Mark 8:22-25 Then He came to Bethsaida; and they brought a blind man to Him, and begged Him to touch him. So He took the blind man by the hand and led him out of the town. And when He had spit on his eyes and put His hands on him, He asked him if he saw anything. And he looked up and said, “I see men like trees, walking.” Then He put His hands on his eyes again and made him look up. And he was restored and saw everyone clearly.
- Reflect On: Mark 8:22-25 & John 9:1-3
- Praise God: Because there are no shadows in Him.
- Offer Thanks: For the ways Jesus continues to reveal Himself to you.
- Confess: Any tendency to ignore the difficult teachings of Christ.
- Ask God: To open your eyes to your need for grace.
Hundreds of years ago, St. Augustine commented on our tendency to miss the deeper meaning of the miracles, advising believers to “ask the miracles themselves what they tell us about Christ, for they have a tongue of their own, if it can only be understood. Because Christ is the Word of God, all the acts of the Word become words to us. The miracle which we admire on the outside also has something inside which must be understood.”
If Jesus is our Rabbi, surely he teaches us not only through His parables and sayings but also through His actions. Take the incident in Mark’s gospel in which Jesus gradually heal a blind mind. But why couldn’t Jesus get the job done with a single touch? Didn’t He have the power? The answer may lie, not in any lack of divine power but in a lack of human readiness. Perhaps Jesus healed the blind man in stages in order to reveal a deeper point—to show us that our own healing often happens in stages as well.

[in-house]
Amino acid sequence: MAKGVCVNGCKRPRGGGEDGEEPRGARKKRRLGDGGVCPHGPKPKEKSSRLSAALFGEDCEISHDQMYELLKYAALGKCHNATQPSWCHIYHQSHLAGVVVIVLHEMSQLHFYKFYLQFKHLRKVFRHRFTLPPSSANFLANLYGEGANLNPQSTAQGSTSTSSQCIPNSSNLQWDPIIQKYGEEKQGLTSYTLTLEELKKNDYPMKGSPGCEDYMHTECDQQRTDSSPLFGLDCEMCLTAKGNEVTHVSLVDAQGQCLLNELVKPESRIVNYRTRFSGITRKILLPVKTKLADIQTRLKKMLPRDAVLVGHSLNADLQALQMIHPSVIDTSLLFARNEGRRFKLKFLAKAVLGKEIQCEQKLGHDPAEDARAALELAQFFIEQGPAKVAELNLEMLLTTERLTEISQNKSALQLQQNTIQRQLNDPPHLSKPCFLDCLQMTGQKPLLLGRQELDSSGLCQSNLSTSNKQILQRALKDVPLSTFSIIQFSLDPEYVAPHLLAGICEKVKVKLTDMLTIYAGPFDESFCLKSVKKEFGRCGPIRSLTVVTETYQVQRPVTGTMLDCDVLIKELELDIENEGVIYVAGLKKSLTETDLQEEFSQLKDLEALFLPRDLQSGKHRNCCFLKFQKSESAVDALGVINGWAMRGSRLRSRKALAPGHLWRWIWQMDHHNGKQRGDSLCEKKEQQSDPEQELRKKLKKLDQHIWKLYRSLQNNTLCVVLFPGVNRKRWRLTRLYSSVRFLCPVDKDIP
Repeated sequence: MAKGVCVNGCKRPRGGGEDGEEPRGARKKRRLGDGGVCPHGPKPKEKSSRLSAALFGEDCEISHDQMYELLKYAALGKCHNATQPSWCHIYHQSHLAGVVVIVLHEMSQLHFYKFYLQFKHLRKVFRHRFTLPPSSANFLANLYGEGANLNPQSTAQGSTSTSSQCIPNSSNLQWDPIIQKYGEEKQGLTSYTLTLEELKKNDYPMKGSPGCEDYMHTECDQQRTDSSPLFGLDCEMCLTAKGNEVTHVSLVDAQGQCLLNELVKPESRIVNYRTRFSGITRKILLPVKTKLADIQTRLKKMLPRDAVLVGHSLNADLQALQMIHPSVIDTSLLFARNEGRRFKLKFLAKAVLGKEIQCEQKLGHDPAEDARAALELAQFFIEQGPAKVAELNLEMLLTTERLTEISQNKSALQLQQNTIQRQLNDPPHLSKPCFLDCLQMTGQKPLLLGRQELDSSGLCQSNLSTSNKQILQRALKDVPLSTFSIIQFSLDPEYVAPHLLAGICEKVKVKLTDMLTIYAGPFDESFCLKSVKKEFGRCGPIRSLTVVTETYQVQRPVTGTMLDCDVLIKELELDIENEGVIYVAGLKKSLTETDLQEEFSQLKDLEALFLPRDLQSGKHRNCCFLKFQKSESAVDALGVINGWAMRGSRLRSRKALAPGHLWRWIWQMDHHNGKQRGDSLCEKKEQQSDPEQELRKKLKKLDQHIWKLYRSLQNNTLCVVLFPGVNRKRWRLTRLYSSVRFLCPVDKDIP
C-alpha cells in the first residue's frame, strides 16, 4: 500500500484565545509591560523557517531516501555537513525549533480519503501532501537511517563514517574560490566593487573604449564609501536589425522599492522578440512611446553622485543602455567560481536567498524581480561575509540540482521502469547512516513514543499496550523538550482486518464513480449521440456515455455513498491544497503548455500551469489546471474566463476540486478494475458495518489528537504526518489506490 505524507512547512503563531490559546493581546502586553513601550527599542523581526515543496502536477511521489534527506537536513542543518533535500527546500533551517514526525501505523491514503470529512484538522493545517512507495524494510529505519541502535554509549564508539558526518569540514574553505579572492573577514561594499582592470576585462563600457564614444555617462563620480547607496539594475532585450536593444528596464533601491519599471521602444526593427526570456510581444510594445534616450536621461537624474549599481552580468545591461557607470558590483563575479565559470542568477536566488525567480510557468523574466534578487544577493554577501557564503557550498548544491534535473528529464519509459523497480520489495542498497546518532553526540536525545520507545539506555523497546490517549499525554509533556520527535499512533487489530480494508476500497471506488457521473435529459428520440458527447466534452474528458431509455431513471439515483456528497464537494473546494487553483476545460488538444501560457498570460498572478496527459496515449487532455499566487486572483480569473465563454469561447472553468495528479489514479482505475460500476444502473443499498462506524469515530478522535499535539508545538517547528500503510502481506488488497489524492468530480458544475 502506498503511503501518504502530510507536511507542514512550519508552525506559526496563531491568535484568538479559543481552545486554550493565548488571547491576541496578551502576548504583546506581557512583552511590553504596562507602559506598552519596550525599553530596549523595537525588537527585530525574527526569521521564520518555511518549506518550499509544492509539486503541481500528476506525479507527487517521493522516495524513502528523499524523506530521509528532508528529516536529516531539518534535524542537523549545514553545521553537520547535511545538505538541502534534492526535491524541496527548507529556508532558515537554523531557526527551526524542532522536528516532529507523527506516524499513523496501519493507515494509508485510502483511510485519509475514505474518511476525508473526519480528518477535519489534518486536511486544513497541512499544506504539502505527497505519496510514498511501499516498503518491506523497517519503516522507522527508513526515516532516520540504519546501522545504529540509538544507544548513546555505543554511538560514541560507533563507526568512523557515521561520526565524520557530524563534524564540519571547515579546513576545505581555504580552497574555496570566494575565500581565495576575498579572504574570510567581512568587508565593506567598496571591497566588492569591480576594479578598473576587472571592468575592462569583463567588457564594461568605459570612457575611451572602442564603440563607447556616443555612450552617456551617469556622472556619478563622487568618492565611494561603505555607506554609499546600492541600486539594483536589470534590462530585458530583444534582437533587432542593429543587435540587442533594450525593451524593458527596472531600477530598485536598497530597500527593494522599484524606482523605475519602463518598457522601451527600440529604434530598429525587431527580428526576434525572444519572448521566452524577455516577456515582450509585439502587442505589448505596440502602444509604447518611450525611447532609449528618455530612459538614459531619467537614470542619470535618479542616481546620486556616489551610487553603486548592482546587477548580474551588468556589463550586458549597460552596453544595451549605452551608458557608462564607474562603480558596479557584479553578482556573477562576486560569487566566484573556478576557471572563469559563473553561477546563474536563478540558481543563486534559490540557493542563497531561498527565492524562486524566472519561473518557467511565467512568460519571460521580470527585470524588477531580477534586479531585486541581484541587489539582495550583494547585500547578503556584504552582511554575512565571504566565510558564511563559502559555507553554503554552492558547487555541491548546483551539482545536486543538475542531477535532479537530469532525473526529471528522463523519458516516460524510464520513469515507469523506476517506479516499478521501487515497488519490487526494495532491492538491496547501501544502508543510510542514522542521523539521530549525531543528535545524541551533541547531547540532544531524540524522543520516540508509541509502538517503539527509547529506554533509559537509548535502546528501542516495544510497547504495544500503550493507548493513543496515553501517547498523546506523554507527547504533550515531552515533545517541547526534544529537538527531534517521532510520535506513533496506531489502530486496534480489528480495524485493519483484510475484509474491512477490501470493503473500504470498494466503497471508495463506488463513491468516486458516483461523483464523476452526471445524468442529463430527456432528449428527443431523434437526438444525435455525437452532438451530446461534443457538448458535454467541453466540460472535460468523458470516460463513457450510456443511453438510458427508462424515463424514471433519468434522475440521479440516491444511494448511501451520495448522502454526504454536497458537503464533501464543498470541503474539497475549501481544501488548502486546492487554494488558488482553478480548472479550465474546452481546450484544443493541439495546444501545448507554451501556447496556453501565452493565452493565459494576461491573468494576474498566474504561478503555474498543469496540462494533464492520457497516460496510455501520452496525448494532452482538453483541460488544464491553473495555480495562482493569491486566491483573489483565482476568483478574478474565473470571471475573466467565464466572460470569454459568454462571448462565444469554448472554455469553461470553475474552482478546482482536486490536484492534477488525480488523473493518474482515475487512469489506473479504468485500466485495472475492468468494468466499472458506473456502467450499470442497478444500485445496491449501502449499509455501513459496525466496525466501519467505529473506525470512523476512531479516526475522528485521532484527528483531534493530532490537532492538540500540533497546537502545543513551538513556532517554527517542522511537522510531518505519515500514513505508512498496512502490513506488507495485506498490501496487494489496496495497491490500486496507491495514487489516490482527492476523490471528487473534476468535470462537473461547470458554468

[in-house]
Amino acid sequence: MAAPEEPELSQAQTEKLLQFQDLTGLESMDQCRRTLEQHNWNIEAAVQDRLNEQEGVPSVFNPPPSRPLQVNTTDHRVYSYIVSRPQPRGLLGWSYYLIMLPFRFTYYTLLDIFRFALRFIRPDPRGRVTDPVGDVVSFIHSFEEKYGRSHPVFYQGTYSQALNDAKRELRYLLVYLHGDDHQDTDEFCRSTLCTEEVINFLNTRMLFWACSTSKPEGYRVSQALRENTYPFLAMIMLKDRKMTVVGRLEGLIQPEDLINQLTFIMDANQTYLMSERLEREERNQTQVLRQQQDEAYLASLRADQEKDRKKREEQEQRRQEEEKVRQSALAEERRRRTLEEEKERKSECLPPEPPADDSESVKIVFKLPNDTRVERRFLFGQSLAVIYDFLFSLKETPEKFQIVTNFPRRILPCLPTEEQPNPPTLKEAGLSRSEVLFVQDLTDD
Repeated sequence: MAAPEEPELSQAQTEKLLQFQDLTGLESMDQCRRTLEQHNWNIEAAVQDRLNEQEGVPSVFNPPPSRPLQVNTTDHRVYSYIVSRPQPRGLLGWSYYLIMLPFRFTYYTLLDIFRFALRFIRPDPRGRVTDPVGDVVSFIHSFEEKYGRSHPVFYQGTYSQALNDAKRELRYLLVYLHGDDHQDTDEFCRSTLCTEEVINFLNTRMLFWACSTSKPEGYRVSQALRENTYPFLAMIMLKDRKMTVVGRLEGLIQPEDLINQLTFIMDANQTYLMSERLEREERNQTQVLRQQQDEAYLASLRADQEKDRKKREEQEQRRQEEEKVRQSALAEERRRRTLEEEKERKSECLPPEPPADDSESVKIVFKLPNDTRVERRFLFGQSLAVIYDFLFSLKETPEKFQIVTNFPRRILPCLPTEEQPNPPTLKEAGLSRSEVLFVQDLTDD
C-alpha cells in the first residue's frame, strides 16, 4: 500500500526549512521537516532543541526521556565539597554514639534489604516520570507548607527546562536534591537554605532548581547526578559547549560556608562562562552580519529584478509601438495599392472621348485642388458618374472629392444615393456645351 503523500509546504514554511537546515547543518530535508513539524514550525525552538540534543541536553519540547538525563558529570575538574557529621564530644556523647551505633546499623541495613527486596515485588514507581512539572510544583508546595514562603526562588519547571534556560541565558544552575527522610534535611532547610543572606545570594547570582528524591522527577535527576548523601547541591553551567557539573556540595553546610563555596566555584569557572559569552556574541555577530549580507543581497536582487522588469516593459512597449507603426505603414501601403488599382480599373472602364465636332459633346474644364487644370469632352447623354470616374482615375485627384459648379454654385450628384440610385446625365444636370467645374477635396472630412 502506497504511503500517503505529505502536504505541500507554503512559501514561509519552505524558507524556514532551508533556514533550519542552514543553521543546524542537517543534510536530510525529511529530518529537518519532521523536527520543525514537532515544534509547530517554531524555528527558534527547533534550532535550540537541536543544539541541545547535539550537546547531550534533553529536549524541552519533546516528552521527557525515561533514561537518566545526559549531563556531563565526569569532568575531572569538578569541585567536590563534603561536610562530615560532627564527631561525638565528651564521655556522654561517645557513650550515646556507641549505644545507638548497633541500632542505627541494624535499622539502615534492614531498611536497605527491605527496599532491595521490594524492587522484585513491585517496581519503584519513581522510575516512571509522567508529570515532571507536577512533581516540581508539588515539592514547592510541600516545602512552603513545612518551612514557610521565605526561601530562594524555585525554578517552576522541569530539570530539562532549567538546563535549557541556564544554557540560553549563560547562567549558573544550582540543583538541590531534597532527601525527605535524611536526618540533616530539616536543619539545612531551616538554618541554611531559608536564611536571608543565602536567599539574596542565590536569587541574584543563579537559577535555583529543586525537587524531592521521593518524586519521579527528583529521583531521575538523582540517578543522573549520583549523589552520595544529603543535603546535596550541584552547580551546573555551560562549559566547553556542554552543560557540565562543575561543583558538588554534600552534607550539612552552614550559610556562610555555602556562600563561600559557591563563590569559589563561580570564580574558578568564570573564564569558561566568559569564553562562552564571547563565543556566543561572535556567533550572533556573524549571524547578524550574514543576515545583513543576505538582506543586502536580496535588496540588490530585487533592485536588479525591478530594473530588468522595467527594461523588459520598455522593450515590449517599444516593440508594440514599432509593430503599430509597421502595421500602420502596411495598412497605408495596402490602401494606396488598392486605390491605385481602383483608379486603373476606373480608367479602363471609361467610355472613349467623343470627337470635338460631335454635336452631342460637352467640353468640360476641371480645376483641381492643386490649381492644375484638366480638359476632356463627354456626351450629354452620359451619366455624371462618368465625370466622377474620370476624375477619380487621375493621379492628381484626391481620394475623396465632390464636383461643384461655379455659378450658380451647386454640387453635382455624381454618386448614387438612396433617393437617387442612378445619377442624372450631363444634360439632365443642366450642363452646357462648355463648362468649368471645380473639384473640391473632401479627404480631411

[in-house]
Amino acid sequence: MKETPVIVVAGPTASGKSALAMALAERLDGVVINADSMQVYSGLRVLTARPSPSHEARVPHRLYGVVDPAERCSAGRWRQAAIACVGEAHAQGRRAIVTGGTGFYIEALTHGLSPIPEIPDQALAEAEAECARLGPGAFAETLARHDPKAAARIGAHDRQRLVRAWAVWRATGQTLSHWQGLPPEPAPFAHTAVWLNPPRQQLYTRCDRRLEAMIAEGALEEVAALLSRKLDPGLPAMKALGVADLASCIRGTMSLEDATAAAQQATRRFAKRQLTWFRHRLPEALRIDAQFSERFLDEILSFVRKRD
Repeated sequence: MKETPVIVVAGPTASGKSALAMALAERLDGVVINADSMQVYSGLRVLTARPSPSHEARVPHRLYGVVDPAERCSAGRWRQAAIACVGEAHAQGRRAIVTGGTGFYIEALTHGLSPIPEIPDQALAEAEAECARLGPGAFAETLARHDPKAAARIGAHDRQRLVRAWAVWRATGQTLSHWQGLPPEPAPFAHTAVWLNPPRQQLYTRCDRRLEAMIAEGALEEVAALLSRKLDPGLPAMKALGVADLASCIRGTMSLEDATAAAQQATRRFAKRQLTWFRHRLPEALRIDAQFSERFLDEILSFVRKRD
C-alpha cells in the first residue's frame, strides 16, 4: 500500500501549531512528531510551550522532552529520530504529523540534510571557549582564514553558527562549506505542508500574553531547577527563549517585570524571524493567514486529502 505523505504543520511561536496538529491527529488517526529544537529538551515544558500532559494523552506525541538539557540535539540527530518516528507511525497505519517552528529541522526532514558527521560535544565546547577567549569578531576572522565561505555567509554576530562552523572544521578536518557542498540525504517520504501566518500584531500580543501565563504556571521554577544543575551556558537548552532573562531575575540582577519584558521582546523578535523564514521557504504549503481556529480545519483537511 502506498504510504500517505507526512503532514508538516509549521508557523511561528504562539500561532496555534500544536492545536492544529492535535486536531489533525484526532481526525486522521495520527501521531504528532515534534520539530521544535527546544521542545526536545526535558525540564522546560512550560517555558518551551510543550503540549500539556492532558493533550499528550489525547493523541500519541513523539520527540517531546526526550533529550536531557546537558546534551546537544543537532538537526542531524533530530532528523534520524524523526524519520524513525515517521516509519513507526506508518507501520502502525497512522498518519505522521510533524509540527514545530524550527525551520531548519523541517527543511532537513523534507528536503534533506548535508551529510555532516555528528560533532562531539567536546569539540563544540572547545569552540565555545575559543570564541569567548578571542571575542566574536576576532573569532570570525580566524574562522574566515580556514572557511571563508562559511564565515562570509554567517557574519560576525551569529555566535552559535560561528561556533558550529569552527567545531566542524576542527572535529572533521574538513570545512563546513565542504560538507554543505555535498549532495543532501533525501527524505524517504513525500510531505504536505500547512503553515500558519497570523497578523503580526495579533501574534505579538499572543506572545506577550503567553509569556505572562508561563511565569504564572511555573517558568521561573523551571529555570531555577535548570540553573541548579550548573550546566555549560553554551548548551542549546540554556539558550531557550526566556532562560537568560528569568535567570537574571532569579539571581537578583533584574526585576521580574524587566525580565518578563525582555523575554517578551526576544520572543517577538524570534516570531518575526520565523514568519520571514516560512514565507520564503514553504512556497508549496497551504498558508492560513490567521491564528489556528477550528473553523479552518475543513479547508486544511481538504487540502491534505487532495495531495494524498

To be converted to Christ is first of all to be healed of our spiritual blindness—but not completely. We are still only half-seeking, only partially perceiving the truth about God and about us. Knowing we can only bear so much light, Jesus never forces us to see the whole truth but only enables us to see it as we are willing and able. Despite our faith, most of us still resist the gospel at some level. We tolerate and sometimes even cherish the shadows precisely because the GOOD NEWS is also bad news for the sins we still harbor—our pride, pettiness, and greed.
Today as you ponder the miracle of how Christ healed the blind man from Bethsaida, ask Him to touch the eyes of your soul so that they may open wide to the truth of the gospel. Pray for the faith to see and the grace to learn.